EPA announced the availability of the Systematic Review Protocol for the IRIS chloroform Assessment (Inhalation) for a 30-day public comment period. Information regarding the implementation of systematic review in the IRIS Program is described in a January 2018 Memo.
Chloroform is a colorless, volatile liquid with a distinct odor. Chloroform is nonflammable. It is slightly soluble in water and is readily miscible with most organic solvents. Because chloroform is relatively volatile, it tends to escape from contaminated environmental media (e.g., water or soil) into air, and may also be released in vapor form from some types of industrial or chemical operations. Therefore, humans may be exposed to chloroform not only by ingestion of chloroform in drinking water, food, or soil, but also by dermal contact with contaminated media (especially water) and by inhalation of vapor (especially in indoor air).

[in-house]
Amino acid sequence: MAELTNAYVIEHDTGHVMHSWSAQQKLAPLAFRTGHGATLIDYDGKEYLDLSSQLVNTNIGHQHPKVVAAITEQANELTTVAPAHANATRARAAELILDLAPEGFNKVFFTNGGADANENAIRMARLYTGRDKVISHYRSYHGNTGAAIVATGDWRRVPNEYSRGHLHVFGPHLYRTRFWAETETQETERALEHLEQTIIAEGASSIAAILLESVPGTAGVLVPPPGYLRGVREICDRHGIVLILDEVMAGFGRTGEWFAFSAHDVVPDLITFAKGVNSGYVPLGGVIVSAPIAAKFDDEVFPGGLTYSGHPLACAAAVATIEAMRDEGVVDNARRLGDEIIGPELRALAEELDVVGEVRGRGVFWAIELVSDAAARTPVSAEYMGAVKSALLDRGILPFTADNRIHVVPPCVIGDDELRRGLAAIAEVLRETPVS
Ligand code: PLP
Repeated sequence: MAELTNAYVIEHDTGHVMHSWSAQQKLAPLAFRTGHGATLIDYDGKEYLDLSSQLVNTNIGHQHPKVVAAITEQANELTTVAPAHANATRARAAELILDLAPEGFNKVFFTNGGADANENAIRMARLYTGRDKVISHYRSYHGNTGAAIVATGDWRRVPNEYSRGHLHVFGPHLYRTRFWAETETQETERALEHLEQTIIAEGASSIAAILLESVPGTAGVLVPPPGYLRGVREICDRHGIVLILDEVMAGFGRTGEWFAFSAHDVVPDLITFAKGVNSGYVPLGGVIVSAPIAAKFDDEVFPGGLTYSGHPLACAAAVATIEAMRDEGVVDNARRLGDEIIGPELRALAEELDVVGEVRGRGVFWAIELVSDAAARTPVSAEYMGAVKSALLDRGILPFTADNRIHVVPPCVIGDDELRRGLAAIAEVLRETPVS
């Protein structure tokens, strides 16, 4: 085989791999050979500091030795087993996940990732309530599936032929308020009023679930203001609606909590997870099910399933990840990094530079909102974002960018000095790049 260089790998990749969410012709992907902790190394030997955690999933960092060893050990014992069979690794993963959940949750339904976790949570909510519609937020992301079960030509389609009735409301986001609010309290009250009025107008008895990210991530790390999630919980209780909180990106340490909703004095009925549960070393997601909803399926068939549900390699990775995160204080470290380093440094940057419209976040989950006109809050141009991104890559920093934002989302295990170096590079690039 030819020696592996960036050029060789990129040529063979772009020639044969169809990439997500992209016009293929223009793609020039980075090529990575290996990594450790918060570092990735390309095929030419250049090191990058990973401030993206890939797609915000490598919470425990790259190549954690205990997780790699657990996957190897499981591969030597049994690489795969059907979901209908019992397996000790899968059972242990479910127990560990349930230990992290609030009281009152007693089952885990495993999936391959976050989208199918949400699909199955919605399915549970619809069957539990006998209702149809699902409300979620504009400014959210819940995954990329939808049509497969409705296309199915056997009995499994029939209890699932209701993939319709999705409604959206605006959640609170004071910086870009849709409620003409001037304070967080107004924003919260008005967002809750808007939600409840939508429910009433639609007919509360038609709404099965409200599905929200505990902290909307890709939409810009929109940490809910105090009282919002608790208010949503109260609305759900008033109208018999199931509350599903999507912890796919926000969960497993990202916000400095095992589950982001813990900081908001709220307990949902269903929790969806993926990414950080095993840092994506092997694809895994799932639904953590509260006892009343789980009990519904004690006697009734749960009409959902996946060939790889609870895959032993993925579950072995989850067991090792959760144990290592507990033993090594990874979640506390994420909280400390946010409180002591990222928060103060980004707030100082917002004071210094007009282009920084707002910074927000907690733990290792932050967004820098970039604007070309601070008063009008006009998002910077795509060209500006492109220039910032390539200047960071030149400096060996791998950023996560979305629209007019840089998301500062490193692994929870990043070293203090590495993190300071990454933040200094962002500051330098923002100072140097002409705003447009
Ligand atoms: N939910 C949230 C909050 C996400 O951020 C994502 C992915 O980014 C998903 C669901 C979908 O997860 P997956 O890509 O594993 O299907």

In January 2018, EPA released the Systematic Review Protocol for the IRIS Chloroform Assessment (Inhalation). As part of developing a draft IRIS assessment, EPA presents a methods document, referred to as the protocol, for conducting a chemical-specific systematic review of the available scientific literature. Protocols include strategies for literature searches, criteria for study inclusion or exclusion, considerations for evaluating study methods, information management for extracting data, approaches for synthesis within and across lines of evidence, and methods for derivation of toxicity values.